“Joe, nobody knows anything,” observed actress Meg Ryan, as she teetered at the edge of a fiery abyss in the misunderstood fantasy film “Joe Versus the Volcano,” in which she played the soul-sick Patricia Graynamore opposite Tom Hanks’ “Brain Cloud” afflicted Joe Banks. In one of the movie’s most memorable scenes, she said, “Nobody knows anything. We’ll take this leap, and we’ll see. We’ll jump and we’ll see. That’s life.”
Ryan may not be jumping into any volcanoes this Thursday morning, but as the recipient of the Sonoma Salute Award at this year’s Sonoma International Film Festival, she will definitely be jumping into the thick of festival madness as the annual event kicks off first full day with a screening of Ryan’s directorial debut, “Ithaca,” in which she stars alongside Sam Shepard, son Jack Quaid (“The Hunger Games”) and Tom Hanks, her co-star in “You’ve Got Mail,” “Sleepless in Seattle,” and, of course, the aforementioned volcano movie.
Though Ryan first caught mainstream attention in a dramatic supporting role in 1986’s “Top Gun,” her career has been defined by a string of hit romantic comedies she made in the late ‘80s and much of the ‘90s, the highlight being 1989’s “When Harry Met Sally,” featuring Ryan publically making loud, sexually suggestive sounds in one of the most famous moments in the history of comedy films.
Though she quickly became one of the highest paid actresses of her time, at one point commanding $15 million a film, Ryan is less known today as a shrewd businesswoman and Hollywood power-player – which she has quietly proven herself to be – than as a romantic comedy queen with a perky-quirky smile and that signature wrinkled nose. In recent years, she’s spoken out against ageism in the movie business, decrying the industry’s obsession with youth and personal appearance.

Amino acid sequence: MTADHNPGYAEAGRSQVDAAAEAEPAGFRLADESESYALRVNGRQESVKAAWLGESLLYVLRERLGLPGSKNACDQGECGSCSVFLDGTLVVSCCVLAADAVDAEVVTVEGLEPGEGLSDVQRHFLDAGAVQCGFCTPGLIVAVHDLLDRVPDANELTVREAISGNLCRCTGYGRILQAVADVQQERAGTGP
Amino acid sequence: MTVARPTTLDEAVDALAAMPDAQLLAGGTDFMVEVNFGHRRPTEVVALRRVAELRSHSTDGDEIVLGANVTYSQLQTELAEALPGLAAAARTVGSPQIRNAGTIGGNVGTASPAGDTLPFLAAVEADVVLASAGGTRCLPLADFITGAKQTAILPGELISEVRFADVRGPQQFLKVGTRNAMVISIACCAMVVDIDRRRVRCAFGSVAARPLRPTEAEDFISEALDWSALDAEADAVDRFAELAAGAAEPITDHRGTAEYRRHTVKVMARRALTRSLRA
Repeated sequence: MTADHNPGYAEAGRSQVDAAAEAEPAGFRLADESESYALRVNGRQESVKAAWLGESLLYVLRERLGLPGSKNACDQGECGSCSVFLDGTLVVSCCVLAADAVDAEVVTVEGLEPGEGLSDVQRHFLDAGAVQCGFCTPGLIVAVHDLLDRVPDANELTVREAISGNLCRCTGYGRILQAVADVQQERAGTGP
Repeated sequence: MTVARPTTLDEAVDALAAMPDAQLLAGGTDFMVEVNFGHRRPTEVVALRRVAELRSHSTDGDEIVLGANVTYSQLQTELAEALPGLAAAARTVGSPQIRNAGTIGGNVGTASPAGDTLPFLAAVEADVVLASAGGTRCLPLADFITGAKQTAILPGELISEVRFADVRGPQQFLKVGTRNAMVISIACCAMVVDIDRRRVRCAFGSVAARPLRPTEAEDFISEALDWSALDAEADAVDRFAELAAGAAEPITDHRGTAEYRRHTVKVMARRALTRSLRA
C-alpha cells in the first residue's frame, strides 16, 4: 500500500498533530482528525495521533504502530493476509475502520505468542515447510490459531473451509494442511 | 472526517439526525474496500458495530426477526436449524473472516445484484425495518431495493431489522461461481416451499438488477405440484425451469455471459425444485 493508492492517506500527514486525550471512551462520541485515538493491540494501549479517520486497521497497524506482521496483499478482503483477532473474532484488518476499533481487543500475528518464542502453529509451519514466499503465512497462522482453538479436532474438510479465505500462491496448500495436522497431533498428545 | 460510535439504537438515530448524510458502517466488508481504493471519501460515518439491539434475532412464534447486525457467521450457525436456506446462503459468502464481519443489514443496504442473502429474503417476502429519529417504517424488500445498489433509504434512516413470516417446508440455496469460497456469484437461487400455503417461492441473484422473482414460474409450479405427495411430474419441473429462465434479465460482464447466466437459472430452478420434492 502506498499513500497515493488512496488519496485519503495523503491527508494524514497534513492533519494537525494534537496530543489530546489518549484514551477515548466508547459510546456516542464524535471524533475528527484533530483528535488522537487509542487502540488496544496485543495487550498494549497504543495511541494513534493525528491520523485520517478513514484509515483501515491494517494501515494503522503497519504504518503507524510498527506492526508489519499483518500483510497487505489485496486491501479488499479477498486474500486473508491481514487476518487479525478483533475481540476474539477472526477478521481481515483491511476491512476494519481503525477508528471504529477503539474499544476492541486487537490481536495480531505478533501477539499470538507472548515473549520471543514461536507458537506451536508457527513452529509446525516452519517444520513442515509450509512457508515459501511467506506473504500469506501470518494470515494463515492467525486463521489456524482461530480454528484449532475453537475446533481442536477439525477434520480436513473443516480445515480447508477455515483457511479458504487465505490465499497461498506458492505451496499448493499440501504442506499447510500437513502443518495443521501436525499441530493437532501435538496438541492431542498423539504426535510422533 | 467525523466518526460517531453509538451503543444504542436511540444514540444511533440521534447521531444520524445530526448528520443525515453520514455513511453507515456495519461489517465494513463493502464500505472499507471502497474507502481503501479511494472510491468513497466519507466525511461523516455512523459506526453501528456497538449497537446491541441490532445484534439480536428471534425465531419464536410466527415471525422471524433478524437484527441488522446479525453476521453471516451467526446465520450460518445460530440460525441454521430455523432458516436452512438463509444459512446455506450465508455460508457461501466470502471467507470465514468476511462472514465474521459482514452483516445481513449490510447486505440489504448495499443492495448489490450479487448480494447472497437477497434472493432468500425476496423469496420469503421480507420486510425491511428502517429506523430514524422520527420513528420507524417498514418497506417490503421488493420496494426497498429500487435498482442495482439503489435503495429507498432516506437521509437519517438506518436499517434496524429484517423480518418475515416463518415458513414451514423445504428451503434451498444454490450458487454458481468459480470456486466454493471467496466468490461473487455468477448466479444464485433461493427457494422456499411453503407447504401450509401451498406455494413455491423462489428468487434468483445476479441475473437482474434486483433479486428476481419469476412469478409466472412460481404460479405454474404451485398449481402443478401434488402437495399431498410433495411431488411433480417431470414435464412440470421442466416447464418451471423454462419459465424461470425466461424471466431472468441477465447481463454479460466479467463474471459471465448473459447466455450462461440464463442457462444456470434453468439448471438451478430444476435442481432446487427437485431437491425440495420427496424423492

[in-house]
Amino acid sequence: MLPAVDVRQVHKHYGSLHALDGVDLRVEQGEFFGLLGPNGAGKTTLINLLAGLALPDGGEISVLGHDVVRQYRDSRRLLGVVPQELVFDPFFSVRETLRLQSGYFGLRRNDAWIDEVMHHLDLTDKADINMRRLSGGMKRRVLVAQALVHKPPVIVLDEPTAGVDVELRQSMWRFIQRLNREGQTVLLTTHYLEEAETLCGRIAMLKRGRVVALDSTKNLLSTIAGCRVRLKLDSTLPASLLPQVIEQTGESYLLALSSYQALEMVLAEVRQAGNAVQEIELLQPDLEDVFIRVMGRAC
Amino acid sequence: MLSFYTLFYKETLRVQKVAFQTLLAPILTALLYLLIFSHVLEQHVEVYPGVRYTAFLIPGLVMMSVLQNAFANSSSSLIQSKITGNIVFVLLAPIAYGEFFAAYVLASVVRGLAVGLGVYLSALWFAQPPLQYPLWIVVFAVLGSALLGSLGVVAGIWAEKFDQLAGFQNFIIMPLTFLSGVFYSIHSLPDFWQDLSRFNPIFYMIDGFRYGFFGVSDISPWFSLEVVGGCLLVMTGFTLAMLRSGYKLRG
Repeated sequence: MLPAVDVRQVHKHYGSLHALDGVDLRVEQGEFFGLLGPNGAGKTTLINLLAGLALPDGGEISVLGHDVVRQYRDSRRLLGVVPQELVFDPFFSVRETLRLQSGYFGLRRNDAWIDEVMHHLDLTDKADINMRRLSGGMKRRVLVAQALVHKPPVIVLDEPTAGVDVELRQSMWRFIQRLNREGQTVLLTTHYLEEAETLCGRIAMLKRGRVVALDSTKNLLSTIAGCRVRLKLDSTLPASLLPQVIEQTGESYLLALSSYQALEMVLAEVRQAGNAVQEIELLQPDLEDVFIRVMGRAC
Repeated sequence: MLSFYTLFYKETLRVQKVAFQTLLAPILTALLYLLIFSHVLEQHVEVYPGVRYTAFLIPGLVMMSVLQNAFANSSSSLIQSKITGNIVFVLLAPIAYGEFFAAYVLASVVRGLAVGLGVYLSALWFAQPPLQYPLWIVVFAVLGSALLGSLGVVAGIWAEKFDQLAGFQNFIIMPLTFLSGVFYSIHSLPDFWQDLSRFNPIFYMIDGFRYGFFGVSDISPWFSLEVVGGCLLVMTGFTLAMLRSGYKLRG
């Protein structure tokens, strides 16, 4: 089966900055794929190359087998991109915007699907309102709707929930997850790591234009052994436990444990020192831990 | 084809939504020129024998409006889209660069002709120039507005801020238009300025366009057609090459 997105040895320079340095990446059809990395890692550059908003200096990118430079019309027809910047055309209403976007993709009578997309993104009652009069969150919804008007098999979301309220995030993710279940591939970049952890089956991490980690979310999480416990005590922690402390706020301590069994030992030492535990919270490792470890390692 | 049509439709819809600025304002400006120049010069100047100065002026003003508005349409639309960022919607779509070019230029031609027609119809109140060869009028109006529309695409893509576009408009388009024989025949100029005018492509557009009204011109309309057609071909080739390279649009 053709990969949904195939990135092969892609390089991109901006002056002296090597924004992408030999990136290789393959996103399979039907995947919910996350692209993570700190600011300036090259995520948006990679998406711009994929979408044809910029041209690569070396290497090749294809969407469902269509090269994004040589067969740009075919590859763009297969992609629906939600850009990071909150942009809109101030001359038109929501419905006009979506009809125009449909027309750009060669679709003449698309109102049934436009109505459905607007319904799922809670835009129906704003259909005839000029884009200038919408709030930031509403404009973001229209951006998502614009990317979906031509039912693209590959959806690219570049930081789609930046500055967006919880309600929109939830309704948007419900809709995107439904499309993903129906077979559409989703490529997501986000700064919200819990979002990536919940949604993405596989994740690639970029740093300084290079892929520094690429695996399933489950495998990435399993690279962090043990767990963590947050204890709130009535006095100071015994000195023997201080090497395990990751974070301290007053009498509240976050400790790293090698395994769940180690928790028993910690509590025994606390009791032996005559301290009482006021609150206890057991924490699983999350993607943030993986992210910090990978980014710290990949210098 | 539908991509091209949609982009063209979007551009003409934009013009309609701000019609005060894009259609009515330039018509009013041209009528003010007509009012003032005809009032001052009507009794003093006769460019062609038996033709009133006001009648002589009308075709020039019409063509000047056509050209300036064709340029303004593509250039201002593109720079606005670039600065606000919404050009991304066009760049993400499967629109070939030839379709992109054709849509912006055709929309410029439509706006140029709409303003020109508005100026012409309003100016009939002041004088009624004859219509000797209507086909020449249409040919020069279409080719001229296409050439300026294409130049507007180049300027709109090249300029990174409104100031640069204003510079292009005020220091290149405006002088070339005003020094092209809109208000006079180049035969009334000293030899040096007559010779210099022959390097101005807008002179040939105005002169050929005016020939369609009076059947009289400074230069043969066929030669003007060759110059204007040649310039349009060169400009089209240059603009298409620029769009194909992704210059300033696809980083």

Through it all, she’s made it clear she still has plenty to give as an actress, and also would like to take the reins as a director from time to time. After a number of high profile projects were announced, and then shelved, Ryan finally made the dream happen last year, directing the independent production of “Ithaca,” an adaptation of William Saroyan’s “The Human Comedy.”
So while it might be true, as she once noted while standing above a molten lake of steaming lava, that “nobody knows anything,” she will arguably be proving the opposite when she steps on stage at the Sebastiani to show off her film and accept her award.
Meg Ryan, it appears, has always known exactly where she was going.
“Ithaca” screens Thursday, March 31, at 3:30 p.m., at the Sebastiani Theater. A Q&A with Ryan, and presentation of the Sonoma Tribute Award, will take place immediately following the film.
This article originally ran in the Sonoma Index-Tribune